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Christopher Simcox (10 December 1909 – 1981) was an English double murderer, notable and perhaps unique in being twice sentenced to death, and twice reprieved.

Simcox, a maintenance fitter by trade, lived in Smethwick in the West Midlands of England. He was divorced by his first wife for cruelty.

Simcox murdered his second wife in 1948, and was sentenced to death at Stafford Assizes.[1] However, in April 1948 the House of Commons had passed Sydney Silverman's amendment to the then current Criminal Justice Bill to suspend capital punishment for murder for five years.[2] The House of Lords overturned the amendment later in the year, but in the intervening period the Home Secretary, James Chuter Ede had announced that he would reprieve all condemned prisoners until the law was settled. Between March and October 1948 26 persons, including Simcox, were thereby reprieved. Simcox served 10 years in jail, before being released on licence.

He was married, for the third time, in 1962 to Ruby Irene.[3] In 1963 he threatened his wife with an air-pistol, but was put on probation. His wife subsequently left him, with the help of relatives. On 11 November 1963 Simcox, armed with a rifle, went in search of his wife. He shot her sister, Mrs Hilda Payton, fatally through the head, before pursuing his wife to her brother's house. There he shot them both, but they survived. Simcox then turned the gun on himself, shooting himself twice through the body, but he also survived.[4]

In February 1964 Simcox was again tried at Stafford Assizes, and sentenced to death by Mr Justice Finnemore.[5] The Homicide Act 1957 had restricted capital murder to a limited class of crimes, including murder with a firearm, and a second murder committed on a different occasion from the first. Simcox was eligible to be hanged on both grounds.

The wording of Simcox's sentences of death was slightly different on the two occasions. In 1948 he was sentenced "to be hanged by the neck until you are dead", while in 1964 he was sentenced "to suffer death in the manner authorised by law". This change in language was provided in the 1957 Act; the old language was considered anachronistic, as since the 1870s Britain had employed the "long-drop" method of hanging, which was held to cause near-instantaneous death.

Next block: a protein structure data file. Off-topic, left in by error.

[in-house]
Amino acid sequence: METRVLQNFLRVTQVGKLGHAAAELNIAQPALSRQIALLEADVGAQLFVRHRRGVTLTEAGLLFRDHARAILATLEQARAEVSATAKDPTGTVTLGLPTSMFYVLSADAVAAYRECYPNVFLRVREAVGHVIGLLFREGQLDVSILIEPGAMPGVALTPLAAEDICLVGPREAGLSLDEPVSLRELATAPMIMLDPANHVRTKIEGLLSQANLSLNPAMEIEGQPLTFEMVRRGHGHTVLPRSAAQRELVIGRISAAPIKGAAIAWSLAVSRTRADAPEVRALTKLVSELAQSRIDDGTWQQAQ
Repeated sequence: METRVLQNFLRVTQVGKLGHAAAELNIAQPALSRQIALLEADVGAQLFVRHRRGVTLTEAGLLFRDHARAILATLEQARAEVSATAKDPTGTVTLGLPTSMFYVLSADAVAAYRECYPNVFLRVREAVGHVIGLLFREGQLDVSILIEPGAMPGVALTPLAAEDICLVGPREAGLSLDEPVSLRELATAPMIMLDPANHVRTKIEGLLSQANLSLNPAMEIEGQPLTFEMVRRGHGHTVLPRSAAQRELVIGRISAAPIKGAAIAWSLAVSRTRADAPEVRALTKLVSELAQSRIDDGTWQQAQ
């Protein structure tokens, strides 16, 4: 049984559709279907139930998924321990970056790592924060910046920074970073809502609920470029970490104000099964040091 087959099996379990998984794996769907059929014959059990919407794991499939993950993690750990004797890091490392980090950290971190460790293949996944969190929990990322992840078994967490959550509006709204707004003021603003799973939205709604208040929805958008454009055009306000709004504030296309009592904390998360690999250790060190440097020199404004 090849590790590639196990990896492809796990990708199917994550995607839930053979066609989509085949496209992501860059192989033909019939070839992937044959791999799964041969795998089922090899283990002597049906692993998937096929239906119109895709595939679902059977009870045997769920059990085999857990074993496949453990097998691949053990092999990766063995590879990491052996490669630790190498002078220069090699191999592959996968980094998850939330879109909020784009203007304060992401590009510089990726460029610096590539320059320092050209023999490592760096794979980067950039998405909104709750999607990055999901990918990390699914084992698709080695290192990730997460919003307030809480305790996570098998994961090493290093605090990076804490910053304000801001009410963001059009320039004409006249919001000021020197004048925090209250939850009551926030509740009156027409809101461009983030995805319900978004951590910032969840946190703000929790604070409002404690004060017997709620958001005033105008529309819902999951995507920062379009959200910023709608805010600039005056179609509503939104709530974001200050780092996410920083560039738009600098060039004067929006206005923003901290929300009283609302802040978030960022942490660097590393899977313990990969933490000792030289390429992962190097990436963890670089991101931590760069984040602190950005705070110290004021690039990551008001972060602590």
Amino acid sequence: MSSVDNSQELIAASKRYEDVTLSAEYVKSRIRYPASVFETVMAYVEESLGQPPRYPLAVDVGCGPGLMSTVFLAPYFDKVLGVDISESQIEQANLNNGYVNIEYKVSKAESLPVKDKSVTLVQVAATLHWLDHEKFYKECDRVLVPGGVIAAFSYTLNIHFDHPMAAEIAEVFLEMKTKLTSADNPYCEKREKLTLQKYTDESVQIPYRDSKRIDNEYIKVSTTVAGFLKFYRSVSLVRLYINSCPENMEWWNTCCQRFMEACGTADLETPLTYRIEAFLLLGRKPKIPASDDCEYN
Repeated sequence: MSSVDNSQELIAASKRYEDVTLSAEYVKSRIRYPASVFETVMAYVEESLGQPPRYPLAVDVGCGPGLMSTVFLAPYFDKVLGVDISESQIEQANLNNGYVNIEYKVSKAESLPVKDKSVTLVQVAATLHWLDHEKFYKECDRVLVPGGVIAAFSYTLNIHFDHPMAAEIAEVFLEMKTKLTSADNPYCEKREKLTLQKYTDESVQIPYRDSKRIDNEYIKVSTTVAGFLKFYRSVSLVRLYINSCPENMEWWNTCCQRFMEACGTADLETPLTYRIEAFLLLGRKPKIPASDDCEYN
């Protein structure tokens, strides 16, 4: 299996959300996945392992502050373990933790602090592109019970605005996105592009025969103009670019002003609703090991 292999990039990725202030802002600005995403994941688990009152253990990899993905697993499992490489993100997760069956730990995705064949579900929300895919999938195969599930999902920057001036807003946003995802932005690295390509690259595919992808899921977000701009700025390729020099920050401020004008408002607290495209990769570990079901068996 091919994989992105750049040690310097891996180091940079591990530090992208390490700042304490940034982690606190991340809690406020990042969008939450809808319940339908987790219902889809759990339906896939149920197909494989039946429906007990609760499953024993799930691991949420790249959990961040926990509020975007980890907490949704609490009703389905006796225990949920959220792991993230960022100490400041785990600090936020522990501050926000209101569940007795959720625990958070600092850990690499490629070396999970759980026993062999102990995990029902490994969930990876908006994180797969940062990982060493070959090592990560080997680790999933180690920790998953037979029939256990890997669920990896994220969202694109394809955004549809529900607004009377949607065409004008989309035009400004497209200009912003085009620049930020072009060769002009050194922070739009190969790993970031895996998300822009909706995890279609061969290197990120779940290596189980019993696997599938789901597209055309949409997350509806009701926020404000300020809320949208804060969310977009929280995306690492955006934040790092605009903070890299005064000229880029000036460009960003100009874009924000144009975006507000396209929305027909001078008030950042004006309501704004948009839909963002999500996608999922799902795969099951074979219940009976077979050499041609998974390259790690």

Simcox's date of execution was set for Tuesday 17 March 1964 at Winson Green Prison, Birmingham.[6] However, his lawyers petitioned the Home Secretary, Henry Brooke, on the grounds that Simcox was still severely injured from his self-inflicted wounds, could not walk, and would probably have to be hanged in a wheelchair.[7] There was no precedent for postponing an execution until a prisoner was fit enough to be hanged, and there was a history of reprieving prisoners whose executions might result in an unseemly spectacle owing to existing injuries or infirmity. On 14 March 1964 Brooke announced that Simcox had been reprieved, the sentence of death automatically being replaced by life imprisonment; at that time there was no provision for attaching special conditions to such a sentence, meaning that one day Simcox might be released again, albeit on licence.[8]

Five months later, the last-ever hangings in Britain took place, and in 1965 the death penalty was, in practice, abolished for murder.

In 1969 Simcox's wife divorced him, and the civil judge in that case took the unusual step of recommending that Simcox never be released.[9]

Simcox died in Portsmouth in early 1981, aged 71.[10] It is currently not known whether he was still a prisoner at the time of his death.


  1. ^ The Times, 2 August 1948, page 3, col. C
  2. ^ The Shadow of the Gallows: The Death Penalty and the British Labour Government, 1945-51
  3. ^ The Times, 13 December 1969, page 3, col. C
  4. ^ The Times, 25 February 1964, page 7, col. C
  5. ^ The Times, 7 February 1964, page 7, col. D
  6. ^ The Times, 3 March 1964, page 6, col. G
  7. ^ The Times, 12 March 1964 page 8, col. C
  8. ^ The Times, 16 March 1964, page 5, col. F
  9. ^ The Times, 13 December 1969, page 3, col. C
  10. ^ GRO reference: March 1981, Vol. 20, Page 0910